Nationwide protests against police brutality over the death of George Floyd have gripped cities and towns across America.
Princeton would be the latest to host a demonstration when community organizers held a “Kneel for Justice” rally on June 2. Hundreds gathered around the FitzRandolph Gate, the official entrance of Princeton University, to honor the life of Floyd and show support for black lives.
Spanning portions of Nassau and Witherspoon streets, protestors of every age and race would also honor the lives of emergency medical technician Breonna Taylor, who was killed in her home in Louisville, Kentucky, and Ahmaud Arbery, who had been killed on a jog in Georgia, in recent months.
“We have to give people the opportunity to get involved to turn this movement into action. There is a favorite quote from one of my mentors: ‘The more sweat in times of peace, the less blood in times of war,’ ” said Rev. Lukata Mjumbe of Witherspoon Street Presbyterian Church. “We have to be sweating right now, we have to be working right now, if we want to create the type of reality that we say we are looking for.”
He added that he does not worry about enthusiasm dwindling over time in regard to reforms.
“I think regardless of what it is that others will try to do, black and brown people are going to be free. Justice will roll down like waters of a righteous ever-flowing stream,” he said. “So I do not worry about that. I just do the work because I want to be contributing to it and not working against it.”
Nassau Street was blocked off at Vandeventer Avenue and Washington Road by a Princeton municipal garbage truck. The crowd stretched between South Tulane Street and Palmer Square and extended from the intersection of Nassau and Witherspoon down to Spring Street.
The peaceful protest began with attendees kneeling for 8 minutes and 46 seconds, which was the reported time that had elapsed when Floyd died on the ground in Minneapolis police custody.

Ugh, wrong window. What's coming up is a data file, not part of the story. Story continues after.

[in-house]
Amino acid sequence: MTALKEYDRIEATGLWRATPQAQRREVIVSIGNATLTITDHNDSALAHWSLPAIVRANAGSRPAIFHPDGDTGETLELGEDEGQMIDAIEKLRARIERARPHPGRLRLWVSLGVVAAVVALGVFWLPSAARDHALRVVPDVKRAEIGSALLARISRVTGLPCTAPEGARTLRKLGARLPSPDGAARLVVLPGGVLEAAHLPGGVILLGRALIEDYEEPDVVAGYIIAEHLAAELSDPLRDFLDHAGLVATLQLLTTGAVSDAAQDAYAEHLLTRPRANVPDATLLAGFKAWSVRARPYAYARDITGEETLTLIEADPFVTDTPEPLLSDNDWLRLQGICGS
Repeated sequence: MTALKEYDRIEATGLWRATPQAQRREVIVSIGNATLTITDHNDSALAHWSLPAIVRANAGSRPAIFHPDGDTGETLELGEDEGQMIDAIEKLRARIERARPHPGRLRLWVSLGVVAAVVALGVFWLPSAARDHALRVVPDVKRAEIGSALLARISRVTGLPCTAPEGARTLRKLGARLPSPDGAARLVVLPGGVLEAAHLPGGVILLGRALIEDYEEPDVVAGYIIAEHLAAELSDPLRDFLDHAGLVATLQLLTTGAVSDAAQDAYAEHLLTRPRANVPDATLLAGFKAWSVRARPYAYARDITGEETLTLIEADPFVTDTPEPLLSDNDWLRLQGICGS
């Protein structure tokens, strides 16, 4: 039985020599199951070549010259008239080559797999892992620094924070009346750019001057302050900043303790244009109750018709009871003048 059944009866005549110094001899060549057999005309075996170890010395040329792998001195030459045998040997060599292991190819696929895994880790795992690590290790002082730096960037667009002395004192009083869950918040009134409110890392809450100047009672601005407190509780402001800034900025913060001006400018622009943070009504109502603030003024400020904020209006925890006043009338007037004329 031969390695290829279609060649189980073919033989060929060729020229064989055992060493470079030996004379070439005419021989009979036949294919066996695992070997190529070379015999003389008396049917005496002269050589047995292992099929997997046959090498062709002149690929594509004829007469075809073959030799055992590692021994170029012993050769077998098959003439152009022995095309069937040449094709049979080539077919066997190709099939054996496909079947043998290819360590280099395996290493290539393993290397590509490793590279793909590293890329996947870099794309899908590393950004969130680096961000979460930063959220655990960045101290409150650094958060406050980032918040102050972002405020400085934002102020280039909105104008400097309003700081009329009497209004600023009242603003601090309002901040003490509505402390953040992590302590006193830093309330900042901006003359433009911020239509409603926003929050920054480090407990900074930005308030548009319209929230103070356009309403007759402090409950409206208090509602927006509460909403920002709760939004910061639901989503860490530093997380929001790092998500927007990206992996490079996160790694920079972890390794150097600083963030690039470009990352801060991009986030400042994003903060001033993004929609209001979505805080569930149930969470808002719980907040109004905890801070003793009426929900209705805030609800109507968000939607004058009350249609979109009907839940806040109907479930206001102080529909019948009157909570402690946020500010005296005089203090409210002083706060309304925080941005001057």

As protestors knelt in silence, one woman overcome with emotion cried as she stated that she could painfully see Floyd’s face and apologized to others surrounding her when she could no longer hold it in.
“This is not even a nationwide issue, it has reached places like the United Kingdom. It shows that people are fed up and tired. It is 2020 and why are we still having police killing black men and why are they not getting persecuted for it?” said Imani Mulrain, a Princeton University student. “Our justice system is still failing us in the 21st century.”
She added that people need to change not what is said but how they act.
“We cannot just tweet and post things that say Black Lives Matter. We have to actually change our system and change the way policing works and where money is allocated,” Mulrain said. “This is not just a problem for black people or police, it is a national social problem. Change will never happen unless everyone actively changes how they act.”
The crowed of people from the Princeton area would chant “No Justice No Peace” and “Black Lives Matter” throughout the demonstration. The protest had attendees clapping in support as speeches were projected from FitzRandolph Gate.
Speakers during the rally included Associate Professor of African American Studies at Princeton University Ruha Benjamin, poet Tracy K. Smith, Mulrain, Mjumbe and Princeton High School graduate Sumaiyya Stephens.
“I felt it was critical to be a participant in the protest against the extraordinary explosion of racism we have seen over the last several years. I hope people not only here in Princeton but everywhere are activated and mobilized to bring their voices, dollars and their votes to things that matter most such as human rights and decency,” said Gia Rosenblum, an attendee of the protest. “It is critical that people of every generation are activated and mobilized.”
She added that everybody from every economic socio-economic background has to also be mobilized and activated.
Chalk comments were spread out on the sidewalks and pavement with messages of “End racism” and “All lives can’t matter until black lives matter.”
“It is really about the action after this that is really important. We protest and say these words all we want but if we don’t actually put action into what we are saying it will not make a difference,” Mulrain said.
When the demonstration crowd started dissipating after 6:30 p.m., individuals still walked around town and a small group sat down in the middle of an intersection on Nassau.
Some protestors on Nassau also continued to grab chalk to write messages on the street as one African American protestor finished writing “I want to live!”